Expected Harvest
Swiss Chard Arrives
By Derek McGeehan
Harvest #17 (Week A) should include swiss chard, beets, lettuces, leeks, kale, fresh garlic, hot peppers, fresh onions, sweet peppers, potatoes, winter squash, heirloom tomatoes, and okra. U-pick should include perennial herbs, flowers, and parsley. The drought and mexican bean beetle have really taken a toll on the beans and edamame these last few weeks so they may have prematurely ended for the year.
Workshifts Over For Season
By Derek McGeehan
Workshifts have ended for the year. If you weren't able to finish your hours, please send your $15 per missed work hour check made payable to "Anchor Run CSA" as soon as possible (half share - $60, full share - $120). This fills out the balance of your share cost and saves us the need to contact you for payment.
The CSA Season and Winter Share
By Derek McGeehan
We're in harvest week #17 and are planning to go through 26 weeks. Immediately following this season is the Winter CSA which will probably run for 6 weeks again. New this year will be a half share option that will pick up every other week. There will still be the full share option that picks up every week. We're planning to try to better balance roots and storage crops with additional greens this year with the help of another moveable hoop house. The past two harsh winters taught us that we can't rely on outside crops with simple row cover frost protection. Bigger hoops and 6 millimeter thick transparent plastic provides 10 degrees of protection compared to 2-4 degrees from the row cover. Look for sign up and share details after Labor Day.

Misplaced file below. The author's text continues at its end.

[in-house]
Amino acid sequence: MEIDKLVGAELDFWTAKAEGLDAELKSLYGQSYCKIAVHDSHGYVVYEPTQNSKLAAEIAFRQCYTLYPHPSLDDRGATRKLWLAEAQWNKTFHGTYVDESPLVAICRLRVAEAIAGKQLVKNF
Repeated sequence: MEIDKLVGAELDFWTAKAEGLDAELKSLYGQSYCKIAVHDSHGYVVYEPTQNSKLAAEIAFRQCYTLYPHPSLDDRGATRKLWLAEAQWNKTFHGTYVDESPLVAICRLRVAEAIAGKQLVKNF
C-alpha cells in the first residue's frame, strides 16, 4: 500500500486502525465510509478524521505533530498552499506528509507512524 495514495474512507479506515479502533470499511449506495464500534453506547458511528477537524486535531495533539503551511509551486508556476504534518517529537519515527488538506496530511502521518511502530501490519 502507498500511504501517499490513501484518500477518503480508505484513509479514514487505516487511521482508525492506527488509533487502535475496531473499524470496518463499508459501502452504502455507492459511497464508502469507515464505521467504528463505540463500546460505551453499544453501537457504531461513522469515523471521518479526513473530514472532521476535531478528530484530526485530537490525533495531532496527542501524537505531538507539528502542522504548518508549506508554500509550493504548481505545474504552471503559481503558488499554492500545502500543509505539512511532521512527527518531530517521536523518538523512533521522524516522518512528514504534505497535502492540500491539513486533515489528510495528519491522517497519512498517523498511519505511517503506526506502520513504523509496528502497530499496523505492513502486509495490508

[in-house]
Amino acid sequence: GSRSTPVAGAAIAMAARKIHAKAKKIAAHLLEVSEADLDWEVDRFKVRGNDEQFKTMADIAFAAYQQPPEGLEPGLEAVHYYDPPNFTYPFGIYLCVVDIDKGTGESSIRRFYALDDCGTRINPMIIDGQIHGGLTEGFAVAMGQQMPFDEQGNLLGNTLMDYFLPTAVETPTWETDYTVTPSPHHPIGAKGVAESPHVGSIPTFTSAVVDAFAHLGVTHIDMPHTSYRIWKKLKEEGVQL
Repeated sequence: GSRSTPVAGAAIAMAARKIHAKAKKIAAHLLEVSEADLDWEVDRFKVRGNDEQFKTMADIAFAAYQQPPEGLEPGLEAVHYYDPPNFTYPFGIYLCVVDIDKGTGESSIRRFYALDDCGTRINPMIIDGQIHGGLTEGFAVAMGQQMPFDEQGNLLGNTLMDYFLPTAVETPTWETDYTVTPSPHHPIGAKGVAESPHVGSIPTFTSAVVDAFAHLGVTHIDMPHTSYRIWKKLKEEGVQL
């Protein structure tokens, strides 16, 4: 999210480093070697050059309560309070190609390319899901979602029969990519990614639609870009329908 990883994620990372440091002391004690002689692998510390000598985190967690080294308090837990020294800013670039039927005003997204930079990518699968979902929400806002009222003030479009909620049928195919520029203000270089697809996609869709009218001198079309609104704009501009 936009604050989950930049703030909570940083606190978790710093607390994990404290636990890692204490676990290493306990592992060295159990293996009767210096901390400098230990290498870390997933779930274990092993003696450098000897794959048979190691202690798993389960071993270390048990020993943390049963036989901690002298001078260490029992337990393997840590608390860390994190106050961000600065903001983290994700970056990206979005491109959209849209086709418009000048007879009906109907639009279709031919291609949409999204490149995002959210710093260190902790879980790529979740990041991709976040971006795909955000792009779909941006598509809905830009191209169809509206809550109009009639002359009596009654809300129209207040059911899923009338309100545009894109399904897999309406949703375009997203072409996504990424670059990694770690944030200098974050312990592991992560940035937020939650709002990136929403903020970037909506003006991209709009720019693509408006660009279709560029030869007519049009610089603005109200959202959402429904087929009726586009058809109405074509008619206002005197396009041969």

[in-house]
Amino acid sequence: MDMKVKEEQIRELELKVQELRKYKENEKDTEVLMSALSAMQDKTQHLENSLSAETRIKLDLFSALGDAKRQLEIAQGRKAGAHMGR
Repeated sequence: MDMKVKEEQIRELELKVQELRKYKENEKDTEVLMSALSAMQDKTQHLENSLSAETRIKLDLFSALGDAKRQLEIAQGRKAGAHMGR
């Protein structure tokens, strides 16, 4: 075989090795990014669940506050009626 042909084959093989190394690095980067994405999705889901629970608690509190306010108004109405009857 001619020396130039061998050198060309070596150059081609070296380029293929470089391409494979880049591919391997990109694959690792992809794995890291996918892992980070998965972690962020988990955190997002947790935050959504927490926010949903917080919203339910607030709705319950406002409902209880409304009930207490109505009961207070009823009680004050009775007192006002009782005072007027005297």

Welcome Swiss Chard
By Linda Dansbury
I normally get to talk about how wonderful a crop Swiss chard is in the first couple weeks of harvest, but insects damaged the crop to the point that it couldn't be harvested earlier in the harvest season. It is the same insect that ate our beet tops and caused the spring beet crop to be smaller than normal.
But...both beet tops and Swiss chard are now healthy and delicious. They are both in the spinach family and so they pack a lot of nutrition into their pretty leaves. Chard can be used in any cooked dish that calls for spinach - it will just take an extra minute or 2 to soften. Remove the thick stems and save to add to vegetable stock, or when sauteing add along with the onions to give them additional time to soften. Hopefully chard will be a frequent crop in the pick up room this fall. Check out the many recipes on the website: Cold Swiss chard and white bean salad, Skillet gnocchi with beans and Swiss chard, and Provencal Green Soup to mention just a few.